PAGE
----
Digilent produces a large collection of Pmod accessory boards that can attach to the Pmod expansion connectors to add ready-made functions like A/D’s, D/A’s, motor drivers, sensors, and other functions. See www.digilentinc.com for more information.
The USB104 A7 has four Pmod connectors, some of which behave differently than others. Each Pmod connector falls into one of two categories: standard or high-speed. Also, some Pmod connectors share their connections with the inner rows of the shield connector, and should not be used at the same time as a shield that requires those pins. Table 8.1 specifies which category each Pmod falls into, whether it shares any pins with the shield connector, and also lists the FPGA pins they are connected to. The following sections describe the different types of Pmods.
Note: Some Pmods use a 1×6 pin header. Designs and IP provided by Digilent for these Pmods connect their pins to the top row of the standard 2×6 pin interface (pins 1-4).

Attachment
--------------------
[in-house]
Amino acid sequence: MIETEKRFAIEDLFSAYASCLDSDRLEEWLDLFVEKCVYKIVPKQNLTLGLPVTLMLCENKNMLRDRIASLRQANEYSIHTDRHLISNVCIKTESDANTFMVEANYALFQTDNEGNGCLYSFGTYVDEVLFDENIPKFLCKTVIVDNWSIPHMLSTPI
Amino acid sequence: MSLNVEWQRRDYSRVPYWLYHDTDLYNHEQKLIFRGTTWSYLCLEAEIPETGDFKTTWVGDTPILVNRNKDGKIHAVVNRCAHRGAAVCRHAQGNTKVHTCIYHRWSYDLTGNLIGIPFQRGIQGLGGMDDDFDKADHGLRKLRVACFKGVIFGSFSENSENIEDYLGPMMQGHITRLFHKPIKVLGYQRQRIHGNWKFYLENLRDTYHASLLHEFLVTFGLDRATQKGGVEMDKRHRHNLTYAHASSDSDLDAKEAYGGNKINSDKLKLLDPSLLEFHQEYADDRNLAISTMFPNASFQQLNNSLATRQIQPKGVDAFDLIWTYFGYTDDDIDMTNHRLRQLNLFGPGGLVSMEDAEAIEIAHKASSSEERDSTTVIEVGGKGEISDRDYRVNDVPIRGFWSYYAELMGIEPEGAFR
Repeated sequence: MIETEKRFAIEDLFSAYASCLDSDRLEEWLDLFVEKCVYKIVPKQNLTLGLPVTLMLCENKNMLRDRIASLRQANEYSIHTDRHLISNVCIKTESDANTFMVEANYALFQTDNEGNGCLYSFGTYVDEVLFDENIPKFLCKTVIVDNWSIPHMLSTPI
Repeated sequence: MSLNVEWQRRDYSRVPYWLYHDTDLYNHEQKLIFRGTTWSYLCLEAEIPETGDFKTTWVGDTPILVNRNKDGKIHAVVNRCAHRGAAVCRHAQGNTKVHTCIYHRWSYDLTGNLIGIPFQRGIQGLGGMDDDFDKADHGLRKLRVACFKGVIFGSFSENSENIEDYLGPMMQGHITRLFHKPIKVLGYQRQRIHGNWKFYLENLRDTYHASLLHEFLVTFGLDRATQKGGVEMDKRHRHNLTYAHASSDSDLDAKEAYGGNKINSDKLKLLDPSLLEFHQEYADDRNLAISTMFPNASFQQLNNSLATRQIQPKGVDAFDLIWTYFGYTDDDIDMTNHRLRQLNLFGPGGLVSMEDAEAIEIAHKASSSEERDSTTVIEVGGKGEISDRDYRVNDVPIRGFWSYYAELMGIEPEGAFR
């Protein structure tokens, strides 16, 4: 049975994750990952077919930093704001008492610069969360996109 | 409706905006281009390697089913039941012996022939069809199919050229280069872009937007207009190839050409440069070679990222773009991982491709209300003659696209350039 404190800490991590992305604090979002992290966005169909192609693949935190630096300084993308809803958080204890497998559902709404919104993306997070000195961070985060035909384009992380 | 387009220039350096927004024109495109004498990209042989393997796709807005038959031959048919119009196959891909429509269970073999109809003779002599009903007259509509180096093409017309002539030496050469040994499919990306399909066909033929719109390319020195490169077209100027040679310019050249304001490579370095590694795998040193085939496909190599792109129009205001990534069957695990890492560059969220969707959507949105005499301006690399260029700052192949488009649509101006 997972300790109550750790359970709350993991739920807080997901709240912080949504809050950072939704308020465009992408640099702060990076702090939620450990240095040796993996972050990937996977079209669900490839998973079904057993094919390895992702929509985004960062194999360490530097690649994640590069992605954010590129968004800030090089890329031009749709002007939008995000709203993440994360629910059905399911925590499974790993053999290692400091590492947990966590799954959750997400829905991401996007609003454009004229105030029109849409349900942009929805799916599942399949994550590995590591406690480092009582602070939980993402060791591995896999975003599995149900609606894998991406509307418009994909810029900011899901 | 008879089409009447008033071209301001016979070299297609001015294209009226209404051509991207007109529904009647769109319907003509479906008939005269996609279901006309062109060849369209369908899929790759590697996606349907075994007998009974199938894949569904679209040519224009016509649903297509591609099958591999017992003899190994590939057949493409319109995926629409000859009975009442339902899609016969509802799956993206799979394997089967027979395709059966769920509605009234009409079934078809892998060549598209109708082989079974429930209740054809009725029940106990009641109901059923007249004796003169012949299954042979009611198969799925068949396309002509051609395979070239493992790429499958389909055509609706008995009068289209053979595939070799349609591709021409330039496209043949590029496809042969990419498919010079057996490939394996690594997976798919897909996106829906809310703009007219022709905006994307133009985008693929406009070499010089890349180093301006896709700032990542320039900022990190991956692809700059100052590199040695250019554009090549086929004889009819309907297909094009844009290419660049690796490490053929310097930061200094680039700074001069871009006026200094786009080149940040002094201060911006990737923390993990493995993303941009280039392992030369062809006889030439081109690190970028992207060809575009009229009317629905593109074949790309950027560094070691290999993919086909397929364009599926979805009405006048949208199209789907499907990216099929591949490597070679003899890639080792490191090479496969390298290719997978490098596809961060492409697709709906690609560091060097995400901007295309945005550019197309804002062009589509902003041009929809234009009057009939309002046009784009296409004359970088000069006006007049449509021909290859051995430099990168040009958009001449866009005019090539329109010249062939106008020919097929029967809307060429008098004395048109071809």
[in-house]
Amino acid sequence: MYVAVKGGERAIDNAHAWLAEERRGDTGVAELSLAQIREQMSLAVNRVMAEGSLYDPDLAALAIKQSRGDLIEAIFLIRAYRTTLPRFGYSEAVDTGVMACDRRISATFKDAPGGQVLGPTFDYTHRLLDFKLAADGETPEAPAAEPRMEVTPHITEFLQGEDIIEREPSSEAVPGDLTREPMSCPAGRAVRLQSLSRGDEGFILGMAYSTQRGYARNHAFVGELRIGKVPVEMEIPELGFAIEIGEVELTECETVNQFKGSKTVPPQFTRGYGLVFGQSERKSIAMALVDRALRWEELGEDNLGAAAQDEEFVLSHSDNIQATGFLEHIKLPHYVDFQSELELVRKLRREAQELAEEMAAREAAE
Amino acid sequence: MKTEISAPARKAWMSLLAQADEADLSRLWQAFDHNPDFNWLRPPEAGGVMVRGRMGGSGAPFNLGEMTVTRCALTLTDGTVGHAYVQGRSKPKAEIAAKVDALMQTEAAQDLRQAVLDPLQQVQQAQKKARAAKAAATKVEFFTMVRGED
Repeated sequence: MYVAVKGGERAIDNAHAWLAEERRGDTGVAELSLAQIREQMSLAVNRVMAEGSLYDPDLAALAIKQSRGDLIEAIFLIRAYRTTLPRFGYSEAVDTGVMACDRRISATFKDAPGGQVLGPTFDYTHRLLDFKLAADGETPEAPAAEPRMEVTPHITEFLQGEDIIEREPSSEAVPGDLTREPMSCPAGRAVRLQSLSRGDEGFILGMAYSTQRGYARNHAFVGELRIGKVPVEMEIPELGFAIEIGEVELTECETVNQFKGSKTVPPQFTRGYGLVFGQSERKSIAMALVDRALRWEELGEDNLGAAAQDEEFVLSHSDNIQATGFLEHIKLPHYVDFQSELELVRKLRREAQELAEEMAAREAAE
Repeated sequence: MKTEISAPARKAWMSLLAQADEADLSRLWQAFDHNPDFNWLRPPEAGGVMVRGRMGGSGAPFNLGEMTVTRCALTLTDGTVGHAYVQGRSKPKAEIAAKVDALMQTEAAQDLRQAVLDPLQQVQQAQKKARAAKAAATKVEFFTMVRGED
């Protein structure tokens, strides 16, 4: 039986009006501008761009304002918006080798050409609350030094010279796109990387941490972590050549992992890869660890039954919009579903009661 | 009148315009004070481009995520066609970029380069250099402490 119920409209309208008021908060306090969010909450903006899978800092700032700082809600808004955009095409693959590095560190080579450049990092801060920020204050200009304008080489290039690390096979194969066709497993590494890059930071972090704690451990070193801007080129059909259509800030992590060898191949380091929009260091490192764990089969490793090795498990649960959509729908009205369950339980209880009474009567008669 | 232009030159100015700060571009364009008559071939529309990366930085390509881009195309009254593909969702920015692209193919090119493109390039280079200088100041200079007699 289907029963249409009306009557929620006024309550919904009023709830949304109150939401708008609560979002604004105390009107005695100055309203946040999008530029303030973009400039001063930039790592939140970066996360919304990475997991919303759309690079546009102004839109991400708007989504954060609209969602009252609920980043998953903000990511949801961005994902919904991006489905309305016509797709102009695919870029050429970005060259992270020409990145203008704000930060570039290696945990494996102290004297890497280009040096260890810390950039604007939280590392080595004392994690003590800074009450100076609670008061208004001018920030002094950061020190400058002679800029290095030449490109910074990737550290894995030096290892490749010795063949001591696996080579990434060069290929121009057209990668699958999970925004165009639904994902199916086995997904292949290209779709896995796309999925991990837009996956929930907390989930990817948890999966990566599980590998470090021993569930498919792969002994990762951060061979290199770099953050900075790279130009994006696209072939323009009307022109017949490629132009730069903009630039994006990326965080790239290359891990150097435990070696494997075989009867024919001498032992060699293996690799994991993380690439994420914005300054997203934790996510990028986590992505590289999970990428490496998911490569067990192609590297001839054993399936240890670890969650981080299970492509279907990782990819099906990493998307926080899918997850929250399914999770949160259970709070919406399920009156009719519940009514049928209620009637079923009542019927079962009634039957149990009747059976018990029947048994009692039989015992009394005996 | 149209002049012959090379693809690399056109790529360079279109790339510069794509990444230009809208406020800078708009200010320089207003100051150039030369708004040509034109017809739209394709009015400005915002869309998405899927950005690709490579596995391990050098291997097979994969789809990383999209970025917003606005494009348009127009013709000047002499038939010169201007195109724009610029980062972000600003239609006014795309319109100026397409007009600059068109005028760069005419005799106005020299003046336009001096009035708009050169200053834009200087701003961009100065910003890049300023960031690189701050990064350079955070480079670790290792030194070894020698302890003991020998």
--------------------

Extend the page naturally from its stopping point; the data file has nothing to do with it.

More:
Table 8.1: USB104 A7 Pmod Pinout.
|Pmod JA||Pmod JB||Pmod JC|
The standard Pmod connectors are connected to the FPGA via 200 Ohm series resistors. The series resistors prevent short circuits that can occur if the user accidentally drives a signal that is supposed to be used as an input. The downside to this added protection is that these resistors can limit the maximum switching speed of the data signals.
9. User GPIO
The USB104 A7 includes 2 push buttons and 4 individual LEDs, as shown in Figure 7.1.
The push buttons are connected to the FPGA via series resistors to prevent damage from inadvertent short circuits which could occur if an FPGA pin assigned to a button was defined as an output. The two push buttons are “momentary” switches that normally generate a low output when they are at rest, and a high output only when they are pressed.
The four individual high-efficiency LEDs are anode-connected to the FPGA via 330-ohm resistors, so they will turn on when a logic high voltage is applied to their respective I/O pin.